In a Reddit post from 2016, Vitalik Buterin proposed a model that ended up becoming the famous x*y=k that underlies all first-generational Decentralised Exchanges with Automated Market Makers (AMMs). Compared to traditional CLOBs, these DEXes don’t have to rely on a second party always being there to take an opposite side of a trade. Instead, users are trading against liquidity pools managed by smart contracts.

DeFi summer

Even though Bitcoin launched in 2009, Mastercoin - in 2013, MakerDAO - in 2017, and Uniswap - in 2018, the real DeFi boom happened only in 2020 when multiple factors combined to make decentralised finance a major usecase for cryptocurrencies.

At the start of 2020, the Total Value Locked (TVL) in DeFi had just crossed the 500m mark. By the end of 2022, it was an industry worth almost 200 billion dollars. While external factors certainly played their part, there were a few major internal catalysts for that growth.

Compound - lending a borrowing protocol similar to MakerdDAO but not just for stablecoins, was the first to introduce the concept of Liquidity Mining. Instead of simply re-distributing fees, it started rewarding protocol users with its native token - $COMP. As the yield increased, so did the adoption, and soon almost every protocol was attracting users with token emissions.

In late May 2021, another lending protocol Aave, which previously rebranded from ETHLend, also launched its liquidity mining campaign and quickly became one of the most dominant protocols in DeFi to this day.

SushiSwap took the concept of liquidity mining further and launched a Vampiric Attack against Uniswap in September 2020. LPs were incentivised to migrate their liquidity over to a new dex with a $SUSHI token that promised to reward stakers with a share of platform fees.

Sushiswap’s “attack” resulted in Uniswap launching its own $UNI token and distributing it in the retroactive airdrop. Everyone who has ever interacted with Uniswap got 400 tokens for free. At an ATH, they would have been worth $18,000.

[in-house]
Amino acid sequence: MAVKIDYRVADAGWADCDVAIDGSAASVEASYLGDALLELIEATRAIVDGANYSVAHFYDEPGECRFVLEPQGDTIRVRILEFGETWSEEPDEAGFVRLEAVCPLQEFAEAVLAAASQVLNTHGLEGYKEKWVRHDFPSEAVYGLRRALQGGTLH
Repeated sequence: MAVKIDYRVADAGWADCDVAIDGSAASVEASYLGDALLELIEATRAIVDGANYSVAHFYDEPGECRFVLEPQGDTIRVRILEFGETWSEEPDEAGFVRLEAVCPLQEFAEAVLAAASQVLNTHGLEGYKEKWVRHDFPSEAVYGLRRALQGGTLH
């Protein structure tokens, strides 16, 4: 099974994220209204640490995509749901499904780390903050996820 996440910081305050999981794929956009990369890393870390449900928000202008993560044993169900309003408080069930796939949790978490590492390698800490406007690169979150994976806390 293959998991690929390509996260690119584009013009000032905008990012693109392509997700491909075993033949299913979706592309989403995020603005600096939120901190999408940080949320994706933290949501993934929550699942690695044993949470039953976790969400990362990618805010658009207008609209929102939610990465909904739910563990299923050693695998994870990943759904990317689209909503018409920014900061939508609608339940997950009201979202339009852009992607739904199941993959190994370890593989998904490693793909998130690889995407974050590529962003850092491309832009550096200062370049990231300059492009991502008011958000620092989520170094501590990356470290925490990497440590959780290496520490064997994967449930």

Compound, Sushi, Uniswap, and Aave weren’t the only protocol that rose during the 2020 “DeFi Summer”. There were many others - Yearn, Balancer, Bancor, Sythetix, dYdX, Augur etc. It very quickly became very hard to keep track of everything. It also became increasingly hard and expensive to use the Ethereum network as gas prices soared and many users were priced out of DeFI.

The L1 season

The end of the DeFi summer coincided with the boom in “Alt-L1 chains”. They offered the same functionality as Ethereum but lower costs and higher speeds. By the second half of 2021, chains like Avalanche, Solana, and BSC were able to get massive adoption thanks partly to ecosystem funds and grants.

Many originally Ethereum projects like AAVE and SushiSwap embraced the multi-chain future and deployed on these emerging chains, while others like Compound and MakerDAO chose not to participate and focused on Ethereum-centric vision.

Besides the protocols that expanded to other chains, there were even more projects that copied someone else’s code and deployed it themselves. In the same way SushiSwap forked Uniswap, everyone was now forking SushiSwap. The scenario similar to the original DeFi Summer was then repeated on new chains with liquidity mining campaigns and high APRs, which often resulted in bursts of activity but were rarely sustainable.

The majority of the forks now faded into obscurity, but some have survived and built their own unique offerings. TraderJoe, for example, started as a SushiSwap fork but has now deployed a completely unique AMM that can rival the best tech in space. That’s not a unique example, and alt-L1s like Avalanche, which were once dominated by copy-paste projects, have now become home to many unique and innovative protocols.

Did this answer your question?